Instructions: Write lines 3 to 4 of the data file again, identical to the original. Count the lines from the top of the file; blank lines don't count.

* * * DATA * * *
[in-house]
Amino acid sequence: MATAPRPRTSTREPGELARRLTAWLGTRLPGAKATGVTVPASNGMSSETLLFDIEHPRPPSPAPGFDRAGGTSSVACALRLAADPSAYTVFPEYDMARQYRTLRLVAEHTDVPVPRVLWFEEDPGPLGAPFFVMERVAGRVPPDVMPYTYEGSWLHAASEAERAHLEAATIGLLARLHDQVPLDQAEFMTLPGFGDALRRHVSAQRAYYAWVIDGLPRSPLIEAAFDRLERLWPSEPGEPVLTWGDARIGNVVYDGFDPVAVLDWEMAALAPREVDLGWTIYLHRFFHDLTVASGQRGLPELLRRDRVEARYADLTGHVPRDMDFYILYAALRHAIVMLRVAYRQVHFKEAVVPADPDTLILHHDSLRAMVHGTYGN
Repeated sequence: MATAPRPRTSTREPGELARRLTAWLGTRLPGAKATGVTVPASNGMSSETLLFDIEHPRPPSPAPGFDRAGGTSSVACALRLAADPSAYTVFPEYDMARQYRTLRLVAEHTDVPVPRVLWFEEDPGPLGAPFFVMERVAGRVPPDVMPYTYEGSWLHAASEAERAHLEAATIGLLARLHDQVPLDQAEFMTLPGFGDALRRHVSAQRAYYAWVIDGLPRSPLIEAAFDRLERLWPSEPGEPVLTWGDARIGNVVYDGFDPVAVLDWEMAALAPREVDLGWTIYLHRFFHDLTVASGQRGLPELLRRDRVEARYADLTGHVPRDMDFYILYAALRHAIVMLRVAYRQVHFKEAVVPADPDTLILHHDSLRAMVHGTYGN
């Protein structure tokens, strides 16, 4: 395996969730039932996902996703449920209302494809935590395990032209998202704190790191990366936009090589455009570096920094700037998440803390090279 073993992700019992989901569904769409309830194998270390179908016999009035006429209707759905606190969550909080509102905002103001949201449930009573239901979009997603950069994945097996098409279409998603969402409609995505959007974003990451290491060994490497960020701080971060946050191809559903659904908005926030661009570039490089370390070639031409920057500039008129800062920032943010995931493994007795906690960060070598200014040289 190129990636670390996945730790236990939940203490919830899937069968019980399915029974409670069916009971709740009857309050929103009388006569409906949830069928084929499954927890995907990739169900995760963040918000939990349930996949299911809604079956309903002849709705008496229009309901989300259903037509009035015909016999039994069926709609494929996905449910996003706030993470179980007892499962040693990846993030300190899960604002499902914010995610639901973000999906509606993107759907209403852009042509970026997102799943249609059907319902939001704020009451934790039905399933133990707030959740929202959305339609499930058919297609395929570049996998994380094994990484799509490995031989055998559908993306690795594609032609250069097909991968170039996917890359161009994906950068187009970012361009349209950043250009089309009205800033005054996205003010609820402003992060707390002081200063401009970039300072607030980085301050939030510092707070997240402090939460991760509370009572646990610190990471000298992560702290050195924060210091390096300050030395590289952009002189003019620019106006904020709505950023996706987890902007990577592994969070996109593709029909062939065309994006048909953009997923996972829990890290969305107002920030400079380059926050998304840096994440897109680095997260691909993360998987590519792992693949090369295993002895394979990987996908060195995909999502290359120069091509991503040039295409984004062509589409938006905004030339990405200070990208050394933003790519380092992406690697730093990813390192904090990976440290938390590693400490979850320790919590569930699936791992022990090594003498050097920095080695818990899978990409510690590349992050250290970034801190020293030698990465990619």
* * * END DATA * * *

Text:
Repeated sequence: MATAPRPRTSTREPGELARRLTAWLGTRLPGAKATGVTVPASNGMSSETLLFDIEHPRPPSPAPGFDRAGGTSSVACALRLAADPSAYTVFPEYDMARQYRTLRLVAEHTDVPVPRVLWFEEDPGPLGAPFFVMERVAGRVPPDVMPYTYEGSWLHAASEAERAHLEAATIGLLARLHDQVPLDQAEFMTLPGFGDALRRHVSAQRAYYAWVIDGLPRSPLIEAAFDRLERLWPSEPGEPVLTWGDARIGNVVYDGFDPVAVLDWEMAALAPREVDLGWTIYLHRFFHDLTVASGQRGLPELLRRDRVEARYADLTGHVPRDMDFYILYAALRHAIVMLRVAYRQVHFKEAVVPADPDTLILHHDSLRAMVHGTYGN
């Protein structure tokens, strides 16, 4: 395996969730039932996902996703449920209302494809935590395990032209998202704190790191990366936009090589455009570096920094700037998440803390090279 073993992700019992989901569904769409309830194998270390179908016999009035006429209707759905606190969550909080509102905002103001949201449930009573239901979009997603950069994945097996098409279409998603969402409609995505959007974003990451290491060994490497960020701080971060946050191809559903659904908005926030661009570039490089370390070639031409920057500039008129800062920032943010995931493994007795906690960060070598200014040289 190129990636670390996945730790236990939940203490919830899937069968019980399915029974409670069916009971709740009857309050929103009388006569409906949830069928084929499954927890995907990739169900995760963040918000939990349930996949299911809604079956309903002849709705008496229009309901989300259903037509009035015909016999039994069926709609494929996905449910996003706030993470179980007892499962040693990846993030300190899960604002499902914010995610639901973000999906509606993107759907209403852009042509970026997102799943249609059907319902939001704020009451934790039905399933133990707030959740929202959305339609499930058919297609395929570049996998994380094994990484799509490995031989055998559908993306690795594609032609250069097909991968170039996917890359161009994906950068187009970012361009349209950043250009089309009205800033005054996205003010609820402003992060707390002081200063401009970039300072607030980085301050939030510092707070997240402090939460991760509370009572646990610190990471000298992560702290050195924060210091390096300050030395590289952009002189003019620019106006904020709505950023996706987890902007990577592994969070996109593709029909062939065309994006048909953009997923996972829990890290969305107002920030400079380059926050998304840096994440897109680095997260691909993360998987590519792992693949090369295993002895394979990987996908060195995909999502290359120069091509991503040039295409984004062509589409938006905004030339990405200070990208050394933003790519380092992406690697730093990813390192904090990976440290938390590693400490979850320790919590569930699936791992022990090594003498050097920095080695818990899978990409510690590349992050250290970034801190020293030698990465990619």